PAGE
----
The MM article which covered the Milwaukee Road rib side cars
had a table which showed the various doors, ends, and roofs used on
each series. Several series were listed as having Hutchins roofs.
Photos show these to be single rectangular raised panels like the
Murphy. Just trying to get it straight in my head: there were
rectangular panel roofs which were marketed under the
name "Hutchins"? This would make sense out of the table in that
Also, along with the discussion about single sheet vs multi-
panel roofs: The Milwaukee cars' roofs were welded at the seam caps,
which effectively made them one piece roofs. But the West Milwaukee
Shops were huge, very modern facilities (for the 1930s, at least!)
which could handle picking up a 40' x 9' piece of sheet metal. Were
other railroads' repair and construction forces geared to handle
this big chunk of steel? Take a look at the D&H chapter in the 1932
car book and there's a good picture of a roof being assembled by
hand. Let's assume that the roof would be built up out of two
halves, with the seam running longitudinally under the roof walk.
For a 1/4" thick sheet metal roof, that's roughly a 40' x 4.5' sheet
of steel. My Ryerson book says that 1/4" sheet weighs 10.21 pounds
per square foot. So that half-roof weighs 1840 pounds. That gets
kind of hard for two men to handle! On the other hand, a single
panel of a Murphy roof (12 panels) weighs about 150 pounds, which is
starting to sound like a two man job.
My money is on several of the theories already presented in
this string: Transportability, and repairability. Repairability
includes both the ability to have one damaged panel replaced, as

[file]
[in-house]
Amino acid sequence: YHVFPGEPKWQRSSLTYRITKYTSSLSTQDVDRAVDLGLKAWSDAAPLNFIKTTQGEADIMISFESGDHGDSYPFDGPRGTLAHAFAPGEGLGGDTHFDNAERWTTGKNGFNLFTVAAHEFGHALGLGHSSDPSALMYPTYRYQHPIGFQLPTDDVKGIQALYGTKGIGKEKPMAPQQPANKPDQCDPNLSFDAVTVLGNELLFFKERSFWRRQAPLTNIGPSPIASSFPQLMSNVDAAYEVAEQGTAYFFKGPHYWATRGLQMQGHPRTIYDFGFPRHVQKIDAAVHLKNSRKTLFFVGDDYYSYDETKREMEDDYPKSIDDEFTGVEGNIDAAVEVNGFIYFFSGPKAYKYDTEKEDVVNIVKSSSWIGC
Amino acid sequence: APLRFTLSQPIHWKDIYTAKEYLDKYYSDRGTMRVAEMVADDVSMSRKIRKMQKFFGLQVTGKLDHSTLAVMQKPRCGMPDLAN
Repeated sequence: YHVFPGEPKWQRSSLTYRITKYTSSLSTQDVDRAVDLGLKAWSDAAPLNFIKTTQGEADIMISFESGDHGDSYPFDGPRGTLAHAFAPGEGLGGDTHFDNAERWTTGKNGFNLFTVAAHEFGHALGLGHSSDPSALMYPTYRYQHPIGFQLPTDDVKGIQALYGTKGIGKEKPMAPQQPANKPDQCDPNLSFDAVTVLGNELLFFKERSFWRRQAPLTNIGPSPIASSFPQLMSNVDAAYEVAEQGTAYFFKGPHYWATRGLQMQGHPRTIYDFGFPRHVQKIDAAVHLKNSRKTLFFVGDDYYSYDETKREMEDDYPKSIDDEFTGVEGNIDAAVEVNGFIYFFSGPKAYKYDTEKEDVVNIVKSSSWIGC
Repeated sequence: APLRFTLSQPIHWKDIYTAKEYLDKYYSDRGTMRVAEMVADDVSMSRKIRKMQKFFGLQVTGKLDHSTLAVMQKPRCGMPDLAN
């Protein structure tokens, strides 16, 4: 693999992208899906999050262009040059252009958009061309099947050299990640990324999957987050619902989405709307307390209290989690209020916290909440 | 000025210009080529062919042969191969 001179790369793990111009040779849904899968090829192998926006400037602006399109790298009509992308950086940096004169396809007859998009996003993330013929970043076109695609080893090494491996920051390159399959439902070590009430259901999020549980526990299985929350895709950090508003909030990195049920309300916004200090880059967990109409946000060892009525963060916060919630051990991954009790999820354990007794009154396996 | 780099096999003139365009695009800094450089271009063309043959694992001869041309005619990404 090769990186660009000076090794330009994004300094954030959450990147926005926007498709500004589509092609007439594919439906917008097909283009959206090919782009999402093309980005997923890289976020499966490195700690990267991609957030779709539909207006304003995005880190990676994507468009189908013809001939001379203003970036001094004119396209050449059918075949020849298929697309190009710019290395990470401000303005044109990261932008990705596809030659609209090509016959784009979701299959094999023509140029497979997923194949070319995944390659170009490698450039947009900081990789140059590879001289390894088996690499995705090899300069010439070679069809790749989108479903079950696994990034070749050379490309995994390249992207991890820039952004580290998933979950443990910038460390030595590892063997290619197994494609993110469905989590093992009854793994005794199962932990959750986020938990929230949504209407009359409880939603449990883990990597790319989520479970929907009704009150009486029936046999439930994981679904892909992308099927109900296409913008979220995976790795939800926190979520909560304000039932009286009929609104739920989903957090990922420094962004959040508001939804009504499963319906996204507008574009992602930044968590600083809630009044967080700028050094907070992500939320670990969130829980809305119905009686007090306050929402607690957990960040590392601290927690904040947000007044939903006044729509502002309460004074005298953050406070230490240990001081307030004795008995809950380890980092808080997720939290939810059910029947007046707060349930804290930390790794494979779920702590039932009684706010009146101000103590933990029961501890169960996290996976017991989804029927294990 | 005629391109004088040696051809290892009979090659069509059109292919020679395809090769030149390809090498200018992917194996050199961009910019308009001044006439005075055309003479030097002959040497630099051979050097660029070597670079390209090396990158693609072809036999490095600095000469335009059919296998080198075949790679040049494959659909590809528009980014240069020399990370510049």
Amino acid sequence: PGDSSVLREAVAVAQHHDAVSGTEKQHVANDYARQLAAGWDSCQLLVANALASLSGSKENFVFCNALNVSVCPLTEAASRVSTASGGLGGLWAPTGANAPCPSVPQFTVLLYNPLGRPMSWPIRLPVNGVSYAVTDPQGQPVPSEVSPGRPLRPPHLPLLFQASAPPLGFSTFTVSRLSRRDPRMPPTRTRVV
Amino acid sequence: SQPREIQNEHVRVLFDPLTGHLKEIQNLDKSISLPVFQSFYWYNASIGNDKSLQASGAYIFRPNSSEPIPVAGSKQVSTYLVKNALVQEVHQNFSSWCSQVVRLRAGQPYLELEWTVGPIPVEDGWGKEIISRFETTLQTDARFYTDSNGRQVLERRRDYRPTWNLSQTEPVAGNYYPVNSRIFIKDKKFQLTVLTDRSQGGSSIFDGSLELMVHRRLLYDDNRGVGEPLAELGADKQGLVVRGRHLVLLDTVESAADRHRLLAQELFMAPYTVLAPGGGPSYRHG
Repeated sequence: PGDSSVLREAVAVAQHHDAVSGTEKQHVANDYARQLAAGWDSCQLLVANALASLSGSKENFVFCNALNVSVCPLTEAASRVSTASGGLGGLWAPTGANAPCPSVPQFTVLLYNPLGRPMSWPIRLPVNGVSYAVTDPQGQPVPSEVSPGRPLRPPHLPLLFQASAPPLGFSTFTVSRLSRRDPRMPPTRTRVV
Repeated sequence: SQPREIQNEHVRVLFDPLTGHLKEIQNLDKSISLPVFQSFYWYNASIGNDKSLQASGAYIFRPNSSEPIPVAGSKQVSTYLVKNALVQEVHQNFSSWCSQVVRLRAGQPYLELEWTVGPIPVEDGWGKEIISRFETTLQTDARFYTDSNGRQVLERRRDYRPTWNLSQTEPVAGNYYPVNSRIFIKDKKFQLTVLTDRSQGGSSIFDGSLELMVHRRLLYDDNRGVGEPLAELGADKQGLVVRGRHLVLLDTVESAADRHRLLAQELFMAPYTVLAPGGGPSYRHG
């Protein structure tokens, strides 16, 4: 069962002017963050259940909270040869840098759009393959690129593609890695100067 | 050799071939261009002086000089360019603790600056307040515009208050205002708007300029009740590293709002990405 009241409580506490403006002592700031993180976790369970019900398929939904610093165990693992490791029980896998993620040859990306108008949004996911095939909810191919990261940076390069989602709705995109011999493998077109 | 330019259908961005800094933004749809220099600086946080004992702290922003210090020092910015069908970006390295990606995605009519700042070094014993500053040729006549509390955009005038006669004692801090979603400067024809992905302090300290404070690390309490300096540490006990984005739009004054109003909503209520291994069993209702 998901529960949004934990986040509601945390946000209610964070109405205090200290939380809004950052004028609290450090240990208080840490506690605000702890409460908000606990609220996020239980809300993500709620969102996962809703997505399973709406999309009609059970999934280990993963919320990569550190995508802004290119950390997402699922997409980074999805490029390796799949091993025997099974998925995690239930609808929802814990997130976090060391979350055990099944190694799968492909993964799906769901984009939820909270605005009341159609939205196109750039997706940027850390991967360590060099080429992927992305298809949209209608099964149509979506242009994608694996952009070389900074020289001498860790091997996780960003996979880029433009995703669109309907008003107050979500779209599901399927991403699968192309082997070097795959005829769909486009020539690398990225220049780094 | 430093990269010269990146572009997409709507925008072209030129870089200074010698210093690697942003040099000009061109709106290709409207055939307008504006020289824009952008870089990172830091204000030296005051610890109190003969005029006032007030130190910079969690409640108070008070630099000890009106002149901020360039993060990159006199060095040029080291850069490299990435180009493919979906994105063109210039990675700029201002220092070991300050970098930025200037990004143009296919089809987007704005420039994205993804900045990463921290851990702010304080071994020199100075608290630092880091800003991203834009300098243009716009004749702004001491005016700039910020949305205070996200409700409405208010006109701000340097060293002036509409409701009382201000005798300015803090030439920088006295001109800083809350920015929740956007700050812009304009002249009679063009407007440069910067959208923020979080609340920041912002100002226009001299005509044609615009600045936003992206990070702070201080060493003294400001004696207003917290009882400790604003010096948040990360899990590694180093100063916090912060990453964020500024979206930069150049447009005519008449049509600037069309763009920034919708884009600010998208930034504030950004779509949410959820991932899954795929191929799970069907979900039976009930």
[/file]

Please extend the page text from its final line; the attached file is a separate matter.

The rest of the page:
well as being able to handle the panels with reasonable size crews.
(I'm lumping railroad built or upgraded cars into the "repair"
category, since they would use the same facilities and crews.)
Now, to consider the reasons for making stamped car ends in
two or more pieces. If it was a matter of having large enough
presses to make the end in one piece, then how come there is a
horizontal seam in flat panel ends, such as those on the X29 cars?
The answer lies in the gage of the sheet used for the panels. On
both flat panel and the various corrugated ends, the bottom panel is
thicker than the top panel to resist the loads from shifting lading.
Going from 1/4" to 3/16" sheet on, say, a 9'x 5' upper end panel
saves 115 pounds. Hey, everything adds up. On refrigerator cars such
as the Phaudler cars which we've been discussing, the seams run
vertically. Because the lading is in tanks, there is no shifting
freight hitting the ends, so the lower portion of the ends does not
have to be thicker.
Sorry for drifting here... I find this structural stuff
Hutchins roof on C&O 4000-4500 is actually a "Murphy" rectangularpanel
roof manufactured not by Standard Railway Equip. but bythe
differences are quite subtle anyway. These cars did NOT have thethe
same name on them. The radial roof on the 1932 ARA cars is aHutchins